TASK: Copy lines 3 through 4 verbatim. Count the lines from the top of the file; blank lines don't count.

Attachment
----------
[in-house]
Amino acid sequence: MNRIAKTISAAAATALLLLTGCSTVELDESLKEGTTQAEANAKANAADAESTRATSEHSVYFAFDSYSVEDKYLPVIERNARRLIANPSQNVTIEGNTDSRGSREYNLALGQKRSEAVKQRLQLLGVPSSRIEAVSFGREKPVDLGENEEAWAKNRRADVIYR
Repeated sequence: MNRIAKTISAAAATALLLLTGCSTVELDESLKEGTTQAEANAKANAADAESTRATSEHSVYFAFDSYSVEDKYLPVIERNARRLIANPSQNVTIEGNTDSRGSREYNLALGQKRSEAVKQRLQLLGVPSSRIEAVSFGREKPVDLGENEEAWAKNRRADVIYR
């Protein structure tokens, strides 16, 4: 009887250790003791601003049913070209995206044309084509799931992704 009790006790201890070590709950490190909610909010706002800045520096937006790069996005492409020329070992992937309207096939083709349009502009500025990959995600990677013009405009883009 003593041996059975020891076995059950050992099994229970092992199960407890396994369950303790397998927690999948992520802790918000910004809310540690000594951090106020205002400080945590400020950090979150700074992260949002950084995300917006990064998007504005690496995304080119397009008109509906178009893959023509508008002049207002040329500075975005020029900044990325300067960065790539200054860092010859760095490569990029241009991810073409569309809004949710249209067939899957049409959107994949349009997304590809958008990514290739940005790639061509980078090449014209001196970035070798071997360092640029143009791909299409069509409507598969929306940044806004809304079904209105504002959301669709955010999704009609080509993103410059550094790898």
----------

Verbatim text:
Repeated sequence: MNRIAKTISAAAATALLLLTGCSTVELDESLKEGTTQAEANAKANAADAESTRATSEHSVYFAFDSYSVEDKYLPVIERNARRLIANPSQNVTIEGNTDSRGSREYNLALGQKRSEAVKQRLQLLGVPSSRIEAVSFGREKPVDLGENEEAWAKNRRADVIYR
């Protein structure tokens, strides 16, 4: 009887250790003791601003049913070209995206044309084509799931992704 009790006790201890070590709950490190909610909010706002800045520096937006790069996005492409020329070992992937309207096939083709349009502009500025990959995600990677013009405009883009 003593041996059975020891076995059950050992099994229970092992199960407890396994369950303790397998927690999948992520802790918000910004809310540690000594951090106020205002400080945590400020950090979150700074992260949002950084995300917006990064998007504005690496995304080119397009008109509906178009893959023509508008002049207002040329500075975005020029900044990325300067960065790539200054860092010859760095490569990029241009991810073409569309809004949710249209067939899957049409959107994949349009997304590809958008990514290739940005790639061509980078090449014209001196970035070798071997360092640029143009791909299409069509409507598969929306940044806004809304079904209105504002959301669709955010999704009609080509993103410059550094790898």